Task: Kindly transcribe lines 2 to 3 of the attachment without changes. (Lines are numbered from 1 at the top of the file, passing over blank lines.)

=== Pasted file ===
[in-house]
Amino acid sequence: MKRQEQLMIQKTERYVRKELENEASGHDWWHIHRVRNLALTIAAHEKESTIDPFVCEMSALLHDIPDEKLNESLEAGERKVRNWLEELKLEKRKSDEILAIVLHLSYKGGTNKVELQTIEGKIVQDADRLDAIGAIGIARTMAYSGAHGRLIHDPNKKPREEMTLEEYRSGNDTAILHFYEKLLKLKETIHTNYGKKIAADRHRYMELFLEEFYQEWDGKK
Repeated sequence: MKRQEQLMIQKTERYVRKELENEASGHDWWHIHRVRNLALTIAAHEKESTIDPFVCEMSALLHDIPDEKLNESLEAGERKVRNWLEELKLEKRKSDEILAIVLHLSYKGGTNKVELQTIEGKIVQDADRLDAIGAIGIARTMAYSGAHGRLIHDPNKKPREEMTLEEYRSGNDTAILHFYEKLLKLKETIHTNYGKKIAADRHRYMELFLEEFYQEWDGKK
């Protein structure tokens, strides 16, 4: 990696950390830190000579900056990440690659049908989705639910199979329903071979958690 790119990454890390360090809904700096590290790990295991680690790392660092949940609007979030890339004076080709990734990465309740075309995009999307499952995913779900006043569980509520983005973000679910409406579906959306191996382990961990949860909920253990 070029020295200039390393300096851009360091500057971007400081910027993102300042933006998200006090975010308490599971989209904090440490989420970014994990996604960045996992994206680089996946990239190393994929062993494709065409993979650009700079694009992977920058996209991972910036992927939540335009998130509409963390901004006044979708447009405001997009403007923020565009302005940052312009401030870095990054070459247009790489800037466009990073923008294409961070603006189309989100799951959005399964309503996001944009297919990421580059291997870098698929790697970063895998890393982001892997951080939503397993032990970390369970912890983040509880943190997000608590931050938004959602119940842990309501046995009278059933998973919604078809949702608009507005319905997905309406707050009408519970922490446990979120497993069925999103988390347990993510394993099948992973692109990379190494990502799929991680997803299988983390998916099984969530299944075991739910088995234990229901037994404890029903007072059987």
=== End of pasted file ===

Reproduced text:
Amino acid sequence: MKRQEQLMIQKTERYVRKELENEASGHDWWHIHRVRNLALTIAAHEKESTIDPFVCEMSALLHDIPDEKLNESLEAGERKVRNWLEELKLEKRKSDEILAIVLHLSYKGGTNKVELQTIEGKIVQDADRLDAIGAIGIARTMAYSGAHGRLIHDPNKKPREEMTLEEYRSGNDTAILHFYEKLLKLKETIHTNYGKKIAADRHRYMELFLEEFYQEWDGKK
Repeated sequence: MKRQEQLMIQKTERYVRKELENEASGHDWWHIHRVRNLALTIAAHEKESTIDPFVCEMSALLHDIPDEKLNESLEAGERKVRNWLEELKLEKRKSDEILAIVLHLSYKGGTNKVELQTIEGKIVQDADRLDAIGAIGIARTMAYSGAHGRLIHDPNKKPREEMTLEEYRSGNDTAILHFYEKLLKLKETIHTNYGKKIAADRHRYMELFLEEFYQEWDGKK